A telling detail about Shon Demetrius McClain's death at the hands of a Wake County Detention Center officer is the video—vivid, unambiguous video—showing exactly what transpired on that day in June 2013. There's none of the murkiness that usually surrounds the killings of young, black men by law enforcement, no questions about the veracity of inmate-witnesses, no legitimate case that this was self-defense, as the detention officer, Markeith Council, claimed.
Here is what that video shows: a verbal altercation between McClain, a 5-foot-6, 145-pound 40-year-old who had been locked up for drinking at a Raleigh bus station and possessing drug paraphernalia, and Council, a 6-foot, 290-pound guard, who had played college football. Council shoves McClain, who stumbles and falls, then gets back up and approaches Council again. After McClain raises his arms toward Council, the guard grabs him, punches him in the back, then body slams him to the concrete floor, WWE style. Council then picks up McClain's limp body and plows him into the concrete again, head first.
Thirteen days later, McClain died in the hospital of blunt-force trauma to the head and neck. He never regained consciousness.
McClain was hardly a sympathetic character. His rap sheet, according to media reports, included "indecent liberties with a child" and failing to register as a sex offender.
Even so, in December 2013, a Wake County jury found Council guilty of involuntary manslaughter. A judge sentenced him to 90 days in the same jail he used to work, then up to two years probation.
For McClain's family, that wasn't enough.
Last week, McClain's sister, Marlene Gilbert, filed a federal wrongful death lawsuit against Council, Wake County Sheriff Donnie Harrison and the sheriff's office's insurance company, demanding a jury trial and seeking monetary damages. That wasn't unexpected: With a guilty verdict already in hand, a lawsuit was inevitable.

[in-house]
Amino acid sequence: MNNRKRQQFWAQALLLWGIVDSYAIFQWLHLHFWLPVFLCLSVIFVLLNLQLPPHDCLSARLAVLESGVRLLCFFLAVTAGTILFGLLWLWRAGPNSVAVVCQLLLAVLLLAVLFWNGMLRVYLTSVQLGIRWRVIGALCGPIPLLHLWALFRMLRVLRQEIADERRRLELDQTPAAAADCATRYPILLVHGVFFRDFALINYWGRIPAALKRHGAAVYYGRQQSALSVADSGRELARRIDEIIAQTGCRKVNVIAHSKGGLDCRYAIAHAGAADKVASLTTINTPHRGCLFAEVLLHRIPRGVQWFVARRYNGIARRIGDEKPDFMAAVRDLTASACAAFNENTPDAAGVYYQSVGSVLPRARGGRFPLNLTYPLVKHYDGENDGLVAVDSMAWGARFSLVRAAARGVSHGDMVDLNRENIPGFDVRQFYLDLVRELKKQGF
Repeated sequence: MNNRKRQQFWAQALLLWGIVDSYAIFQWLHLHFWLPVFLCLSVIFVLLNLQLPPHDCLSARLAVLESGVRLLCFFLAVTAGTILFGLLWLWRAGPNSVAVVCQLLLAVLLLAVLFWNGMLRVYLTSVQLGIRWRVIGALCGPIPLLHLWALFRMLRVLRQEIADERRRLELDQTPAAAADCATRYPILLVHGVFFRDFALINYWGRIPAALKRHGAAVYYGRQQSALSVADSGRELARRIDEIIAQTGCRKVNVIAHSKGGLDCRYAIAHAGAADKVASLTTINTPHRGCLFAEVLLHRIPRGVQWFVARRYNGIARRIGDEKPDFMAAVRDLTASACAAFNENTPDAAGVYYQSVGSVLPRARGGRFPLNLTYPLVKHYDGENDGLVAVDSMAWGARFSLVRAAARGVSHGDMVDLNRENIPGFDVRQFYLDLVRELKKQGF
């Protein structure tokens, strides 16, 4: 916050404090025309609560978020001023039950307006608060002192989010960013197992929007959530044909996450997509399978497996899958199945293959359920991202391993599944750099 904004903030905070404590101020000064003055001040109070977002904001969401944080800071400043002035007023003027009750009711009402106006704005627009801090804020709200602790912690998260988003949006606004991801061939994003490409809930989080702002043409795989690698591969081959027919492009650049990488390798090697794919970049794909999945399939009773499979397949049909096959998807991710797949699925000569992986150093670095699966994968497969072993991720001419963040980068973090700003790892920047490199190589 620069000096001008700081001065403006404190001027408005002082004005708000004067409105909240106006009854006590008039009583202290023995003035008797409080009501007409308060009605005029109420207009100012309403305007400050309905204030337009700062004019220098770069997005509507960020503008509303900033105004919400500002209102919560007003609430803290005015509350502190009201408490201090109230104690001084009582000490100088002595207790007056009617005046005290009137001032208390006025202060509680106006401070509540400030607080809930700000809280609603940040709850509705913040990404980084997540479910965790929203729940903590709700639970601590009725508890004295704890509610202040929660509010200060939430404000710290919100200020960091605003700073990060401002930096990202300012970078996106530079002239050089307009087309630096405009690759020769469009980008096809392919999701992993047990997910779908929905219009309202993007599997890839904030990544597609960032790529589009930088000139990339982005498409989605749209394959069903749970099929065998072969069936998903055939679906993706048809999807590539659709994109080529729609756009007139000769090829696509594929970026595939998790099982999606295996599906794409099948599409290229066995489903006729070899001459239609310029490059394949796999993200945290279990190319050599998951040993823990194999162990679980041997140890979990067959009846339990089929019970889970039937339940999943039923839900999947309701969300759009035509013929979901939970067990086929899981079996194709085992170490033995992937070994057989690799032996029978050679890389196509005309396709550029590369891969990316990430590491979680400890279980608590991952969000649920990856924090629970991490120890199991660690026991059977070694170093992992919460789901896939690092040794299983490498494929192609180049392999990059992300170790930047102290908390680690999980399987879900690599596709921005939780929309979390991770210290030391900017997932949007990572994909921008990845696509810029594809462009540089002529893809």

But in her complaint, Gilbert—represented by attorney and state Senate Minority Leader Dan Blue Jr.—goes beyond the one incident and alleges a pattern of unchecked abuses inside the jail: "Detention officers employed by the Wake County Sheriff, including Markeith Council, have a history of disciplinary problems that have resulted in the serious injury of other pre-trial detainees."
Almost a year before McClain's death, the lawsuit continues, Council allegedly shoved an inmate and "physically moved him from one location to another by pulling the detainee by his hair."
(Through a spokesman, the Wake County Sheriff's Office declined to comment. Dhamian Blue, another attorney representing Gilbert, declined to speak on the record.)
It's not the first time Wake County detainees have made such claims.
In 2011, as the INDY reported, an inmate named Eugene Dunston sued three detention officers and Sheriff Harrison alleging excessive use of force.
According to Dunston's lawsuit, in September 2010, two officers knocked him to the ground, beat him and dragged him by his legs, giving him "painful and serious abrasions and burns to his back." Later that day he was charged with assaulting a government official; he eventually pleaded guilty in exchange for time served. Despite his attorney's requests, the lawsuit alleges, the sheriff's office never turned over the surveillance video that Dunston claimed would clear him.
Following a 2011 arrest for larceny, Dunston was strip-searched by master detention officer Michael J. Hayes. According to the lawsuit, Hayes ordered the inmate to keep his mouth open for 10 minutes. When Dunston closed his mouth, Hayes yelled at Dunston, "then grabbed Dunston by his neck and flung him with great force headfirst into the concrete and brick wall," Dunston's lawsuit says. "Hayes then picked Dunston up over his head and threw him down, headfirst, into a bench."
According to the lawsuit, "Detention officers generally were not disciplined for incidents where there was not clear video evidence that fully corroborated the allegations of the injured prisoners or detainees and any non-detention officer witnesses."
The lawsuit points out that, after a 2008 incident in which detainee Eric McMillian was allegedly punched and kneed in the back while handcuffed, the sheriff's office settled his lawsuit (though it didn't admit liability).
Dunston also alleged that Hayes had twice previously assaulted detainees, once breaking an inmate's arms and another time leaving a detainee with "severe brain damage."
The defendants denied Dunston's allegations, and in March, Dunston was unable to convince a federal jury otherwise. He was slapped with $4,000 in court costs.
This article appeared in print with the headline "A vicious beating, a slap on the wrist"